PURPOSE: It was hypothesized that laparoscopic colon surgery may be associated with increased absorption of CO2 resulting from mobilization of lateral peritoneal reflections. METHODS: Six pigs underwent laparotomy with removal of a measured quadrant of peritoneum before insufflation to 15 mmHg with CO2. Six paired control animals also underwent insufflation with CO2 to 15 mmHg. Measurements of the end-tidal CO2 (PetCO2), arterial blood gas analysis for CO2(PaCO2), and pH were performed before insufflation, at 5 and 10 minutes following insufflation, then at successive 15-minute intervals for a total of two hours, and 15 minutes following desufflation. No attempt was made to correct the hypercarbia by increasing minute ventilation. RESULTS: PaCO2 reached its maximum level at two hours with values of 70.77±5.54 mmHg and 64.62±5.18 mmHg in the peritonectomized and control groups, respectively. PetCO2 also peaked at two hours to 60±13 mmHg for the study group and 54±11 mmHg for controls. pH reached its nadir at two hours, falling from a baseline of 7.45±0.08 to 7.23±0.09 in the study group, and from 7.42±0.04 to 7.24 ±0.04 in the control group. There were no statistically significant differences between the two groups for any of the parameters measured at each time interval. CONCLUSIONS: The hypothesis that peritonectomy produces greater CO2 absorption during CO2 pneumoperitoneum was disproved under these experimental conditions.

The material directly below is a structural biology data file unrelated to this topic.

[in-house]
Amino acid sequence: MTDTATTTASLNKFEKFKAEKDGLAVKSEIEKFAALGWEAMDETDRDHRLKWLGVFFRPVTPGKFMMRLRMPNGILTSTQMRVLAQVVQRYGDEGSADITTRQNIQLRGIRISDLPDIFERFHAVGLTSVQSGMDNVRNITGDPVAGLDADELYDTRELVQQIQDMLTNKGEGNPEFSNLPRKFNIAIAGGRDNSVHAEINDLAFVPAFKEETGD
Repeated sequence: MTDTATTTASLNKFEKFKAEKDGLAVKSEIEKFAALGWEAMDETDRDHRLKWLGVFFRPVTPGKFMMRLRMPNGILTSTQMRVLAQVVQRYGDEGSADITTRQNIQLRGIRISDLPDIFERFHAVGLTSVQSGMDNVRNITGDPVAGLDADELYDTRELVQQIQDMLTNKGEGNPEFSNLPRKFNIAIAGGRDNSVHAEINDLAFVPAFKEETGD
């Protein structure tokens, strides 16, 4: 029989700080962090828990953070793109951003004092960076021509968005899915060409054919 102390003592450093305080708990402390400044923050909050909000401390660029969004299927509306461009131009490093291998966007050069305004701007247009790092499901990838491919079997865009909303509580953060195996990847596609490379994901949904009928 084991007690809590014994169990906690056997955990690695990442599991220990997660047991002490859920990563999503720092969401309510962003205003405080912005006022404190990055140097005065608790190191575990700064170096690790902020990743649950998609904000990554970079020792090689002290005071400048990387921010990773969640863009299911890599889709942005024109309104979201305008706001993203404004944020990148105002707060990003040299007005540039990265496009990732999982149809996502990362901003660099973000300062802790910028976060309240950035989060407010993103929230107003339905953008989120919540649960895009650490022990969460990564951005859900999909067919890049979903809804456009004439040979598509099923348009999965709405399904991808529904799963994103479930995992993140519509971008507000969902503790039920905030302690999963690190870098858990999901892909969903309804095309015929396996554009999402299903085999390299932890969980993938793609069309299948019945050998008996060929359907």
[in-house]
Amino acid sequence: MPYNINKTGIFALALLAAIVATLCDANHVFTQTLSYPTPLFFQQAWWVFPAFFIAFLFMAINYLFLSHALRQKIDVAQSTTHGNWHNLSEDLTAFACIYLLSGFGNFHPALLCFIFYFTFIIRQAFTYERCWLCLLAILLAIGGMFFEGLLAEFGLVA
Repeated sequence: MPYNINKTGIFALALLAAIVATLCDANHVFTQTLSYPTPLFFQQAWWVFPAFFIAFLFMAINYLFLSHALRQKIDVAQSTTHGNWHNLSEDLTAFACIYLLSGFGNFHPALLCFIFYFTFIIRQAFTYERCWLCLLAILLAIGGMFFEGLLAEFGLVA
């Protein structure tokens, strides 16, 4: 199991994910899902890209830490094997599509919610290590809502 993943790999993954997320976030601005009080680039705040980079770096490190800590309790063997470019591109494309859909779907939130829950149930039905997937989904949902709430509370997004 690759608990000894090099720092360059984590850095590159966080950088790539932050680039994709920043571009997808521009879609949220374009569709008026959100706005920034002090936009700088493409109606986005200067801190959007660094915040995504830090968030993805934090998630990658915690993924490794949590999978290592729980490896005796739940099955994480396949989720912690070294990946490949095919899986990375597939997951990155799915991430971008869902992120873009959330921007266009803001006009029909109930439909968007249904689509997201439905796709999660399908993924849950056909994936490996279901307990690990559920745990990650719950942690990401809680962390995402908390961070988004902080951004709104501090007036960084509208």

- Carbon dioxide
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